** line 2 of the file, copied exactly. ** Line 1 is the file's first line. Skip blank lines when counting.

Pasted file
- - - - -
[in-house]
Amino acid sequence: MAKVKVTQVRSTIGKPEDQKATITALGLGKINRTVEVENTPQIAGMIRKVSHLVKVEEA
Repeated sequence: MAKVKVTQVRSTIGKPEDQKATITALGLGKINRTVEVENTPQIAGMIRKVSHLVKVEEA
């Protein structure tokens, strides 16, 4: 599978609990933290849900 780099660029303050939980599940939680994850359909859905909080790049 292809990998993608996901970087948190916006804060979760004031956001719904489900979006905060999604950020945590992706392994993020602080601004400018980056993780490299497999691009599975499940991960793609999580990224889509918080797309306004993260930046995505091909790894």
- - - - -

Amino acid sequence: MAKVKVTQVRSTIGKPEDQKATITALGLGKINRTVEVENTPQIAGMIRKVSHLVKVEEA